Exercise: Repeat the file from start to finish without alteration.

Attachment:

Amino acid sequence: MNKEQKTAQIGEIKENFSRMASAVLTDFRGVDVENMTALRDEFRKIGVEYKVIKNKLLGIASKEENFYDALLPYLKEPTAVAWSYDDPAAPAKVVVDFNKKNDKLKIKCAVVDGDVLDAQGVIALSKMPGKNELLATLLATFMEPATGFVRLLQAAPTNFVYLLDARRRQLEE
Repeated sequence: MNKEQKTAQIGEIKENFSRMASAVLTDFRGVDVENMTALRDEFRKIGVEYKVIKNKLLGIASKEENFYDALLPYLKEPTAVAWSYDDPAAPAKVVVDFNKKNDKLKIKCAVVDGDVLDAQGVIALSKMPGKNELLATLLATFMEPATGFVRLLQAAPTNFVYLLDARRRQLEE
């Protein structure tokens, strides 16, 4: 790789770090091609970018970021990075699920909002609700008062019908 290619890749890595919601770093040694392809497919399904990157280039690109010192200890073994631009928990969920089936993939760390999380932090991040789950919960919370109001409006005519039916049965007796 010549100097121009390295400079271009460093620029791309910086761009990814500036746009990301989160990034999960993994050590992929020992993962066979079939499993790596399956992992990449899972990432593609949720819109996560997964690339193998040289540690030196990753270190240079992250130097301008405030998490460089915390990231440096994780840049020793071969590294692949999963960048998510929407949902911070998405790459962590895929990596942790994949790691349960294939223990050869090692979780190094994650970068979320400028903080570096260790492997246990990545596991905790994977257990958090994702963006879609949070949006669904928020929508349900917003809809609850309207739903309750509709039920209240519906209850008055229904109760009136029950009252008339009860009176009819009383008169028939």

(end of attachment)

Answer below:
Amino acid sequence: MNKEQKTAQIGEIKENFSRMASAVLTDFRGVDVENMTALRDEFRKIGVEYKVIKNKLLGIASKEENFYDALLPYLKEPTAVAWSYDDPAAPAKVVVDFNKKNDKLKIKCAVVDGDVLDAQGVIALSKMPGKNELLATLLATFMEPATGFVRLLQAAPTNFVYLLDARRRQLEE
Repeated sequence: MNKEQKTAQIGEIKENFSRMASAVLTDFRGVDVENMTALRDEFRKIGVEYKVIKNKLLGIASKEENFYDALLPYLKEPTAVAWSYDDPAAPAKVVVDFNKKNDKLKIKCAVVDGDVLDAQGVIALSKMPGKNELLATLLATFMEPATGFVRLLQAAPTNFVYLLDARRRQLEE
């Protein structure tokens, strides 16, 4: 790789770090091609970018970021990075699920909002609700008062019908 290619890749890595919601770093040694392809497919399904990157280039690109010192200890073994631009928990969920089936993939760390999380932090991040789950919960919370109001409006005519039916049965007796 010549100097121009390295400079271009460093620029791309910086761009990814500036746009990301989160990034999960993994050590992929020992993962066979079939499993790596399956992992990449899972990432593609949720819109996560997964690339193998040289540690030196990753270190240079992250130097301008405030998490460089915390990231440096994780840049020793071969590294692949999963960048998510929407949902911070998405790459962590895929990596942790994949790691349960294939223990050869090692979780190094994650970068979320400028903080570096260790492997246990990545596991905790994977257990958090994702963006879609949070949006669904928020929508349900917003809809609850309207739903309750509709039920209240519906209850008055229904109760009136029950009252008339009860009176009819009383008169028939």